As a very recent progress in observations of binary massive black holes with the Sloan Digital Sky Survey (SDSS), there is a claim that two broad emission line quasars with multiple redshift systems are subparsec binary candidates(Borson & Lauer, 2009). The temporal variations of such the emission lines are attributed to the binary orbital motion(Loeb, 2009; Shen & Loeb, 2009). These can be used as complementary approaches to search for binary massive black holes with MAXI and/or Swift/BAT.

Recently, Volonteri et al. (2009) predicted the fraction of binary quasars at based on the theoretical scenario for the hierarchical assembly of supermassive black holes in a CDM cosmology. They adopted the merging timescale of binary black holes with a circumbinary disk estimated by Haiman et al. (2009), in order to explain the observed paucity of binary quasars in the SDSS sample (2 out of  10000; Bogdanović et al. (2009); Dotti et al. (2009); Borson & Lauer (2009)). For the black hole mass range of , which these SDSS quasars likely have, our calculation gives a similar merging timescale ( year, independent of mass). Hence, our model will also be compatible with the SDSS results when applied to the same cosmological model. In a lower mass range, however, we predict a significantly longer merging timescale, by a factor of 10 at , than that by Haiman et al. (2009), which rapidly decreases with the decreasing mass. Hence, much larger fractions of subparsec binary black holes are expected in our model than in Volonteri et al. (2009) if low mass black-holes are considered.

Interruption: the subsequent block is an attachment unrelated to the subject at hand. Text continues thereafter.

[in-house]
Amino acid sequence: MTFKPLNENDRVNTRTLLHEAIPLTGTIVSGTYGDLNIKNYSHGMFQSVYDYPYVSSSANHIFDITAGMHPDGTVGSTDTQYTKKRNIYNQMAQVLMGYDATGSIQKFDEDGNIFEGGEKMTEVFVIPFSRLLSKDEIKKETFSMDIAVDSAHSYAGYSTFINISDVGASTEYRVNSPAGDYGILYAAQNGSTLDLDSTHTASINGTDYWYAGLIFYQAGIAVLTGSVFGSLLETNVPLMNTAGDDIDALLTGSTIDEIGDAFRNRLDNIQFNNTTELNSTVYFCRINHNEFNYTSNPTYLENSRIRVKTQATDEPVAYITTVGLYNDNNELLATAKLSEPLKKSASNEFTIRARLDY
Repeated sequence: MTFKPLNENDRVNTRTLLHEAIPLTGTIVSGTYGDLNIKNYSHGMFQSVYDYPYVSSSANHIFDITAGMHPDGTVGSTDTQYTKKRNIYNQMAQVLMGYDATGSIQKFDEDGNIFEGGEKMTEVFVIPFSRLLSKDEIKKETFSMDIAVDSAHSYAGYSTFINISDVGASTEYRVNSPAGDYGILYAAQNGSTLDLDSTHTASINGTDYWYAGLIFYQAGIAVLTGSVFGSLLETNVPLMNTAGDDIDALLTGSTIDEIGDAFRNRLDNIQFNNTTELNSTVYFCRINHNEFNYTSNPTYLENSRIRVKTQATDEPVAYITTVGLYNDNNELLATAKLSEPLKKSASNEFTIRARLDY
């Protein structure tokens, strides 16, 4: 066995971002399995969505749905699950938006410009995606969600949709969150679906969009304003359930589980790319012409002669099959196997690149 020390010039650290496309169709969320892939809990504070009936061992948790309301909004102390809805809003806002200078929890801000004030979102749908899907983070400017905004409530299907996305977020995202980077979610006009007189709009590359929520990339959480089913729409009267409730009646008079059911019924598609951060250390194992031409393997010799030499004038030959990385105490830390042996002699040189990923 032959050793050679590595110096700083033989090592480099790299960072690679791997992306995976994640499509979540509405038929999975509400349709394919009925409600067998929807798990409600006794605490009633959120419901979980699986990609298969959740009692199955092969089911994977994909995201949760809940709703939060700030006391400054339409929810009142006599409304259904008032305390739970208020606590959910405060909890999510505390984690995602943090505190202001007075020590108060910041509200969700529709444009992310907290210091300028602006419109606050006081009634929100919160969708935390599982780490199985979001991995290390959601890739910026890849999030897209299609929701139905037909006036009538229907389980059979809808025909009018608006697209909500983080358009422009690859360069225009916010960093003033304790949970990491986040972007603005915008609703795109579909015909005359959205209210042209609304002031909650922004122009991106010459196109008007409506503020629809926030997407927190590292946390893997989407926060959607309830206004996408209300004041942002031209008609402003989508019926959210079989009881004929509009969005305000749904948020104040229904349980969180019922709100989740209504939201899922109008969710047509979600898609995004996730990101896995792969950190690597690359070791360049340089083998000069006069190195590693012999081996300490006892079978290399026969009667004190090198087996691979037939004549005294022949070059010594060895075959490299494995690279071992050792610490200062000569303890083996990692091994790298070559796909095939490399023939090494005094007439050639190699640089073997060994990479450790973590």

Kocsis & Sesana (2010) studied the nHz gravitational wave background generated by close binary massive black holes with orbital periods between 0.1-10 years, taking account of both the cosmological merger rate and such the binary-disk interaction as the planetary (type II) migration(Haiman et al., 2009). The orbital-decay timescale for low black-hole mass binaries () is much shorter than that of our model. This suggests that little stochastic gravitational wave background is attenuated by applying our model for their scenario, because the amplitude of gravitational wave background is proportional to the root of ratio of the orbital-decay timescale of the disk-driven phase to that of the gravitational-wave driven phase.

Our main conclusions are summarized as follows:

  1. Binary massive black holes on the subparsec scale can merge within a Hubble time by the interaction with triple disk consisting of an accretion disk around each black hole and a circumbinary disk surrounding them. Assuming that the circumbinary disk is steady, axisymmetric, geometrically thin, self-regulated, self-gravitating but non-fragmenting with a fraction of Eddington accretion rate, its orbital-decay timescale is given by , where , , and show the black-hole mass ratio, Eddington ratio, and mass-to-energy conversion efficiency, respectively.